2. How about making science as important as language arts and math in the california state standards?

  3. […] of SB 300 authorizing the rewriting of the California science education […]

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CSTA Annual Conference Early Bird Rates End July 14

Posted: Wednesday, July 12th, 2017

by Jessica Sawko

Teachers engaged in workshop activity

Teachers engaging in hands-on learning during a workshop at the 2016 CSTA conference.

Don’t miss your chance to register at the early bird rate for the 2017 CSTA Conference – the early-bird rate closes July 14. Need ideas on how to secure funding for your participation? Visit our website for suggestions, a budget planning tool, and downloadable justification letter to share with your admin. Want to take advantage of the early rate – but know your district will pay eventually? Register online today and CSTA will reimburse you when we receive payment from your district/employer. (For more information on how that works contact Zi Stair in the office for details – 916-979-7004 or

New Information Now Available On-line:

Written by California Science Teachers Association

California Science Teachers Association

CSTA represents science educators statewide—in every science discipline at every grade level, Kindergarten through University.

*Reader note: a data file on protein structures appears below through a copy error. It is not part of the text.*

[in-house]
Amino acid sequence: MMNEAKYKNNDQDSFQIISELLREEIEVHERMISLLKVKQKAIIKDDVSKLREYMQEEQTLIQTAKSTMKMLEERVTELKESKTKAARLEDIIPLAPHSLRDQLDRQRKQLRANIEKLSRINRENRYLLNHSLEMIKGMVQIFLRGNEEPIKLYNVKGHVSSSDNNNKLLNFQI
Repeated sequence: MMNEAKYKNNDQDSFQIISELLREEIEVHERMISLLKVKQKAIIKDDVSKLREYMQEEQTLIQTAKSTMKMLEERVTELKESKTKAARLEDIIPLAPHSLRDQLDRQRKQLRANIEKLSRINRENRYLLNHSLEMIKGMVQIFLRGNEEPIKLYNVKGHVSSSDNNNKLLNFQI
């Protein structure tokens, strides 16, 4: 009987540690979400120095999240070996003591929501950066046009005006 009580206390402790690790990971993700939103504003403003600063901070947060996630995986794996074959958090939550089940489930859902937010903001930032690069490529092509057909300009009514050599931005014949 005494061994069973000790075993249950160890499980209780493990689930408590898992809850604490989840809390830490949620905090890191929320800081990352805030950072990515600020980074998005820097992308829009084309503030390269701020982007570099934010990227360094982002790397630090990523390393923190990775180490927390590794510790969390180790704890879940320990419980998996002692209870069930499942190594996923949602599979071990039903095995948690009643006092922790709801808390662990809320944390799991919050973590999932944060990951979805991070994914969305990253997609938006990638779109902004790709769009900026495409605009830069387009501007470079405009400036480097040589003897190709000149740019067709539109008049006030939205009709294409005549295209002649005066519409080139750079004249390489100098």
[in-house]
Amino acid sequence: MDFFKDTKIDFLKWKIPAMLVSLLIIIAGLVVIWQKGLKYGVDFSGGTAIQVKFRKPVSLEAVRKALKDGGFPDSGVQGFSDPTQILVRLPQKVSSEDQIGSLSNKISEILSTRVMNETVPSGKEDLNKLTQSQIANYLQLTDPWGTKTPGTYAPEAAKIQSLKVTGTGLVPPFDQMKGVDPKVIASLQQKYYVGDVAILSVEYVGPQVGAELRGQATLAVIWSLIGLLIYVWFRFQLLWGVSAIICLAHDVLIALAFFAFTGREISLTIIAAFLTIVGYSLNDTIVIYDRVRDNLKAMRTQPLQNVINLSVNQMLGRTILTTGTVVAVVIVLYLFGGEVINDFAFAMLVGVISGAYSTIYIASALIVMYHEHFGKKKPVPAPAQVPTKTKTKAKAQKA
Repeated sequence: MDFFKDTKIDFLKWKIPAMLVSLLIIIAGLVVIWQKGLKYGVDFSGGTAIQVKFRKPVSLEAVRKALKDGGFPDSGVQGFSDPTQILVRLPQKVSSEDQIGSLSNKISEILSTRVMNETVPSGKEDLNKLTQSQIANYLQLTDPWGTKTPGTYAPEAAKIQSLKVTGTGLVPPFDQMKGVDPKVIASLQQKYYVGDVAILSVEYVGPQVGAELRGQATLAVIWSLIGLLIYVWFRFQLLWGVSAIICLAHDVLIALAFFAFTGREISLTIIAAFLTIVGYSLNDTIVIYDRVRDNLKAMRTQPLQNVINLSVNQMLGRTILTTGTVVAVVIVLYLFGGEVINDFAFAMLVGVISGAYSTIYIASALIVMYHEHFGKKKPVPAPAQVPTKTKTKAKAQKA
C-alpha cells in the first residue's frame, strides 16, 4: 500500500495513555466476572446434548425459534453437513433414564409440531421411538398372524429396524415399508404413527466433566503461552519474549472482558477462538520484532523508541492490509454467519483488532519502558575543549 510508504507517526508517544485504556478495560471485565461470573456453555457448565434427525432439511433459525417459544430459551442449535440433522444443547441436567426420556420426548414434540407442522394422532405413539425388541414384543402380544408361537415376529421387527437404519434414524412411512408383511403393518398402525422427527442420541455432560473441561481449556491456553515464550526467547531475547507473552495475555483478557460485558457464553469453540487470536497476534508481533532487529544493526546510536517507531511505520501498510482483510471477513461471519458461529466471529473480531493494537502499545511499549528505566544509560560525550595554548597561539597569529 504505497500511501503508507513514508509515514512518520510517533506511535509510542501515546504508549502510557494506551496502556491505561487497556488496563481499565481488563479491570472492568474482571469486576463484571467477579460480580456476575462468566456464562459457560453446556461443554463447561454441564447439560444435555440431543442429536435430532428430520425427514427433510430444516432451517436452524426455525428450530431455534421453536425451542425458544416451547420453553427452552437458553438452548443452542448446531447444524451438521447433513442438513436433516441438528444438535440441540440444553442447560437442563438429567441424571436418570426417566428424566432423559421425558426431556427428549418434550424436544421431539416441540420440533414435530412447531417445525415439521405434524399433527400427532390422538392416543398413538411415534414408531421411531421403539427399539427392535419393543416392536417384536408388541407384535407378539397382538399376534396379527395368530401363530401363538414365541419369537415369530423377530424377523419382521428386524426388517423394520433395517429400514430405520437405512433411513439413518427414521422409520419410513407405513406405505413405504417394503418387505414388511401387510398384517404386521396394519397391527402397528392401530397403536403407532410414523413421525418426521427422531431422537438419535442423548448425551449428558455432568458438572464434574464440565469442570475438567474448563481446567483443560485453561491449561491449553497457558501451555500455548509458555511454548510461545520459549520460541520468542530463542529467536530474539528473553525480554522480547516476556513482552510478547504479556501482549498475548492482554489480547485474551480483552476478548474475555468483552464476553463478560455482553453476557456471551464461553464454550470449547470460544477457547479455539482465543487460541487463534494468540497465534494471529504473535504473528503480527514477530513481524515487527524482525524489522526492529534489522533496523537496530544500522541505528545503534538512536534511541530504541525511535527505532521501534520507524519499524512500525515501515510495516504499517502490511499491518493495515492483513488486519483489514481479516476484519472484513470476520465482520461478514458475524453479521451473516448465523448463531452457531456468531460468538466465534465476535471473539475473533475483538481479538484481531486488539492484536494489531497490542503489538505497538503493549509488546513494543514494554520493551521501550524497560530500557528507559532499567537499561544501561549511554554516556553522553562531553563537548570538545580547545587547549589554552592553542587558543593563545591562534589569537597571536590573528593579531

Goodbye Outgoing and Welcome Incoming CSTA Board Members

Posted: Wednesday, July 12th, 2017

Jill Grace

Jill Grace, CSTA President, 2017-2019

On July 1, 2017 five CSTA members concluded their service and four new board members joined the ranks of the CSTA Board of Directors. CSTA is so grateful for all the volunteer board of directors who contribute hours upon hours of time and energy to advance the work of the association. At the June 3 board meeting, CSTA was able to say goodbye to the outgoing board members and welcome the incoming members.

This new year also brings with it a new president for CSTA. As of July 1, 2017 Jill Grace is the president of the California Science Teachers Association. Jill is a graduate of California State University, Long Beach, a former middle school science teacher, and is currently a Regional Director with the K-12 Alliance @ WestEd where she works with California NGSS K-8 Early Implementation Initiative districts and charter networks in the San Diego area.

Outgoing Board Members

  • Laura Henriques (President-Elect: 2011 – 2013, President: 2013 – 2015, Past President: 2015 – 2017)